Simon Hart: Tom Ince determined to align his lofty ambitions with those of Derby

Life Beyond the Premier League: He has endured a rough ride since turning down Internazionale but is thriving at the iPro Stadium

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Internazionale or Hull City? It is a decision that in any previous era would have been a no-brainer but when Tom Ince chose the KC Stadium ahead of his father Paul’s old San Siro stamping ground last summer, the motivation was his burning wish to establish himself as a Premier League footballer.

The fact Ince lasted only four months at Hull before dropping into the Championship with loan moves to Nottingham Forest and now Derby County, suggests it was a decision he got badly wrong but the 23-year-old insists has no regrets about flying back from Milan having said no. “You make choices and don’t look back,” he tells The Independent.

“Everyone says ‘you should have gone to Inter’ but imagine if I’d done well at Hull and been given a fair opportunity of playing games. Look at Harry Kane and Saido Berahino, young English players getting regular game-time in the Premier League.”

Ince is evidently not afraid to make bold decisions – “I left Liverpool when there was a four-year deal on the table and went to Blackpool,” he recalls of his 2011 move to Bloomfield Road – and just as that move bore fruit, so has his latest, last month’s switch to Steve McClaren’s promotion-chasing Derby.

Indeed, his impressive form at the iPro Stadium – he has six goals in eight outings – has fuelled hopes of a swift top-flight return. “I want to help this club get promoted as not only will that help Derby get back into the Premier League but helps give me the chance to get back where I should be,” says Ince, whose future beyond May is undecided. “I am still 23 and that is still relatively young; this is a big period now and I haven’t started too badly.”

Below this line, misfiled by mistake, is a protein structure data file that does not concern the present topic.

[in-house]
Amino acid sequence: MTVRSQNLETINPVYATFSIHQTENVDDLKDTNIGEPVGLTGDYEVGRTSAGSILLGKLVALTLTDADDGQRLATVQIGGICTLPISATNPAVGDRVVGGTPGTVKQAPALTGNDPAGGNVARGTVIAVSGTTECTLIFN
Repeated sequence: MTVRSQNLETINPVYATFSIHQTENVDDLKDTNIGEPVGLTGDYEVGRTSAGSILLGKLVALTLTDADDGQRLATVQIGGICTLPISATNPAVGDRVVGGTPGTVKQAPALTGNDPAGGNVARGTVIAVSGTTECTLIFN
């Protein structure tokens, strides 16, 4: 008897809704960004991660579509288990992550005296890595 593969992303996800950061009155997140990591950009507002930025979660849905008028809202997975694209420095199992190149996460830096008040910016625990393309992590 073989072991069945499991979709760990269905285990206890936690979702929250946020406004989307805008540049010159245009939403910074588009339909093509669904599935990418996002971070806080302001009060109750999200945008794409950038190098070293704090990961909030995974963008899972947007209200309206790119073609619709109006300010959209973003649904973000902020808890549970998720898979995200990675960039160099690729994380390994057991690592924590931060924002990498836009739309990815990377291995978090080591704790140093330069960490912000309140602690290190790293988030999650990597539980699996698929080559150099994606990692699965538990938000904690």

Ince’s top-flight history is one of thwarted ambition – three starts on loan at Crystal Palace last term, then three more under Steve Bruce, his father’s old Manchester United team-mate, at Hull. “I thought I’d done OK in the first three games [which he started] and I scored in the League Cup at West Brom [but] the manager decided to go with a different formation and play experienced players. That’s football.”

A similar thing happened on loan at Forest but at Derby he has thrived in a right-sided forward role in McClaren’s attack-minded 4-3-3. “It is the manager’s style of play – from going abroad to Germany and Holland, he has learned that the best way to win games is to attack,” Ince says.

That may be so, but anxious Derby fans will tell you their side need to stop leaking goals. The injury-time pair shipped in last weekend’s 2-2 draw with Birmingham City – the first from a penalty conceded by Ince – mean they have taken one point from their last three games; it is not the best platform for a daunting run of fixtures starting at Norwich City on Saturday.

“It shows the unpredictability of the Championship,” Ince says of a division where second-placed Derby sit level on 66 points with Bournemouth, Watford and Middlesbrough. “We have to make sure, with 10 games to go, that our discipline is where it should be so when we get in that position again, we see the game out. The next 10 games will be edgy but we won’t go away from our style of football.”

Derby have not been helped by injuries to strikers Chris Martin and Darren Bent, but both are due back soon. And, as Ince adds, they are not the only side dropping points. “Middlesbrough have lost their last two away games. Norwich have momentum but no one expected them to get beaten by Wigan. Everyone is in the same boat – it is a 10-game season and it starts from now.” And ends, Ince will hope, with a return to the Premier League.